Cartels, having been sitting on eight Bases for a while as it Processed lots of drugs, decided to expand once again setting up new southern Bases in Huila and Nariño. Now with ten Bases they, like AUC, were also threatening to dominate the country. The Government finally got around to conducting Assaults in the spaces it had earlier swept, clearing Atlántico, Bogota and Neiva of all FARC and AUC. Sadly, not Cartels though, as they had wisely ducked back Underground when they heard the all the noise. Having consistently wiped out FARC Bases in Panama, AUC built their second Base there and were once again back up to six! Poor FARC who had set up covert Bases in Panama so long ago ended up having them ransacked by AUC who then moved in and took over.

Some US DEA Agents then arrived which just annoyed a whole lot people, particularly in Bogota, Huila and Arauca. Arauca was always probably going back to the FARC anyway and Bogota although now its population Passively Opposed the Government, as long as we kept stacks of Troops and Police there, that could be fixed with investment and other activities. So where this hurt the most was Huila where the locals went from Passive Support to ambivalence. Our concern was that we may not have enough time to get in there and get this Support back.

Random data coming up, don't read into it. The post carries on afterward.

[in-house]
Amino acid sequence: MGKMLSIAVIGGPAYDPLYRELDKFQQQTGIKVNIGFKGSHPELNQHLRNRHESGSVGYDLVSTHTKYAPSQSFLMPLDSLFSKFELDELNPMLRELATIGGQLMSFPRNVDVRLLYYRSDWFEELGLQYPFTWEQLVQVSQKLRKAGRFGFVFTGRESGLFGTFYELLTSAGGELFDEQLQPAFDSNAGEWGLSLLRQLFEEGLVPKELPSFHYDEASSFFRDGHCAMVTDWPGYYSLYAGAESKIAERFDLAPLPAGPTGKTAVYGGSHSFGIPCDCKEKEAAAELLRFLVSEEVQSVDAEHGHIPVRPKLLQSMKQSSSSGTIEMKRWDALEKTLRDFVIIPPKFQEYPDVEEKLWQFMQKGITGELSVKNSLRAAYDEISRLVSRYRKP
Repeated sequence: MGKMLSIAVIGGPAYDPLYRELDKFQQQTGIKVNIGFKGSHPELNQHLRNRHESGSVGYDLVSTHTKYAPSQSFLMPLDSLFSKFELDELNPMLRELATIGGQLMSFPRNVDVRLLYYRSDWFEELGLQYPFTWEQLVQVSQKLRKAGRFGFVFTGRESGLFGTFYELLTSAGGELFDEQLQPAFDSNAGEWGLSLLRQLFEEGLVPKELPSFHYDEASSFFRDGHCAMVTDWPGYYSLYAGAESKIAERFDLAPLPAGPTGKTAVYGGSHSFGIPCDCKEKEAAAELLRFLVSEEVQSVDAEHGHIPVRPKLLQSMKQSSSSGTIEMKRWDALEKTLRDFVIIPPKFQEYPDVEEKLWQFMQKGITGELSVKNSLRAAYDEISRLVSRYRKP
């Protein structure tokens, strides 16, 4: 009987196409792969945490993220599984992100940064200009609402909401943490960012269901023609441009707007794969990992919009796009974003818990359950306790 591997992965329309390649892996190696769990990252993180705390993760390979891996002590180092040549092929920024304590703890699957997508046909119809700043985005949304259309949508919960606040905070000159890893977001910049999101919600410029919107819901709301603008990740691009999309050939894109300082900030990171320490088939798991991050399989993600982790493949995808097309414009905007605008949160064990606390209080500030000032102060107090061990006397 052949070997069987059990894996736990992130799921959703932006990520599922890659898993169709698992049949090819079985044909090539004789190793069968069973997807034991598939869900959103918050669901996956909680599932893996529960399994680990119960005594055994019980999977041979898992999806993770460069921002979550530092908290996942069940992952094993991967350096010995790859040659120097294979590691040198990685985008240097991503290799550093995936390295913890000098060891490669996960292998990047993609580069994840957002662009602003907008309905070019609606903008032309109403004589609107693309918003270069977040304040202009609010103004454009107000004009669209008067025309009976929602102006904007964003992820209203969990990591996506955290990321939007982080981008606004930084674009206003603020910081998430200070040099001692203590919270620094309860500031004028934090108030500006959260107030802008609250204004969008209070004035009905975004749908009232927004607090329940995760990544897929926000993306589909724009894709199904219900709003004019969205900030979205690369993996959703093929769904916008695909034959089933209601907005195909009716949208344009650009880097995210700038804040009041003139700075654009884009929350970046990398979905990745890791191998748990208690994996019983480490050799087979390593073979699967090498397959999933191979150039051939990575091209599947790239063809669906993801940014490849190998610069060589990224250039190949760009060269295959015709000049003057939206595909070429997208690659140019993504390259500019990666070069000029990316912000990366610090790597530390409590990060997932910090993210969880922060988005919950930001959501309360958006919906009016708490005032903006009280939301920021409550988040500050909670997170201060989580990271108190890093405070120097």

FARC then sent several Guerrillas off to Guaviare in the south-east to help convince the ambivalent locals that the FARC way was the right way. In Meta East, AUC convinced a FARC and Cartels Guerrilla to defect to their side thus strengthening the AUC hold there.

Since having removed FARC from Bogota, Government felt confident enough to deploy Troops from there to Antioquia to finally try and deal with this AUC dominance, which was still at six Bases to FARC’s four. Government also conducted Sweeps in Huila too in an effort to take back the mountains before time ran out. Government also got to conduct an Airstrike, something it had been itching to do for ages. The lucky target was one of the two AUC Bases in Panama, in an attempt to restore some balance.